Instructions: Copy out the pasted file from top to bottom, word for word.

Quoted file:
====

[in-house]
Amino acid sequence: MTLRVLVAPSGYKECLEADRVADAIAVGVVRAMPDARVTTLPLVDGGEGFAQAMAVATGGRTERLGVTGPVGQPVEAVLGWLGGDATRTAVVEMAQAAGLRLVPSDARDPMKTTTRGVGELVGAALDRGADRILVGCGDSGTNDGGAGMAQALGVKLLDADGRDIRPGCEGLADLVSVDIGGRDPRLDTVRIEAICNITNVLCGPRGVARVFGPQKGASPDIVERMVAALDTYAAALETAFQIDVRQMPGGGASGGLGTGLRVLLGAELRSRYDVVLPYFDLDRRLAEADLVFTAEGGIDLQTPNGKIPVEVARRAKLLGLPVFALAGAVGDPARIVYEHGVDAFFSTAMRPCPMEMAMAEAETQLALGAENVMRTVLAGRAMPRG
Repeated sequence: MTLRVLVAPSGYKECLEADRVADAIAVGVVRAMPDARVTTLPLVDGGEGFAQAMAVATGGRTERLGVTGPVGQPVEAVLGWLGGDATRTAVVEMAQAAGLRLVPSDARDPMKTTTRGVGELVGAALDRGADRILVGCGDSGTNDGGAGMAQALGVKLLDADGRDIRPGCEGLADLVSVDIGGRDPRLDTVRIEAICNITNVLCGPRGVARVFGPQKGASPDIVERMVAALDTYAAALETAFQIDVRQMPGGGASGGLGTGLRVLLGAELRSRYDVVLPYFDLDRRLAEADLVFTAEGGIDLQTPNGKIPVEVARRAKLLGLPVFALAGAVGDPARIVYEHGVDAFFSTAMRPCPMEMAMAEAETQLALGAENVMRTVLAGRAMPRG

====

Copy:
[in-house]
Amino acid sequence: MTLRVLVAPSGYKECLEADRVADAIAVGVVRAMPDARVTTLPLVDGGEGFAQAMAVATGGRTERLGVTGPVGQPVEAVLGWLGGDATRTAVVEMAQAAGLRLVPSDARDPMKTTTRGVGELVGAALDRGADRILVGCGDSGTNDGGAGMAQALGVKLLDADGRDIRPGCEGLADLVSVDIGGRDPRLDTVRIEAICNITNVLCGPRGVARVFGPQKGASPDIVERMVAALDTYAAALETAFQIDVRQMPGGGASGGLGTGLRVLLGAELRSRYDVVLPYFDLDRRLAEADLVFTAEGGIDLQTPNGKIPVEVARRAKLLGLPVFALAGAVGDPARIVYEHGVDAFFSTAMRPCPMEMAMAEAETQLALGAENVMRTVLAGRAMPRG
Repeated sequence: MTLRVLVAPSGYKECLEADRVADAIAVGVVRAMPDARVTTLPLVDGGEGFAQAMAVATGGRTERLGVTGPVGQPVEAVLGWLGGDATRTAVVEMAQAAGLRLVPSDARDPMKTTTRGVGELVGAALDRGADRILVGCGDSGTNDGGAGMAQALGVKLLDADGRDIRPGCEGLADLVSVDIGGRDPRLDTVRIEAICNITNVLCGPRGVARVFGPQKGASPDIVERMVAALDTYAAALETAFQIDVRQMPGGGASGGLGTGLRVLLGAELRSRYDVVLPYFDLDRRLAEADLVFTAEGGIDLQTPNGKIPVEVARRAKLLGLPVFALAGAVGDPARIVYEHGVDAFFSTAMRPCPMEMAMAEAETQLALGAENVMRTVLAGRAMPRG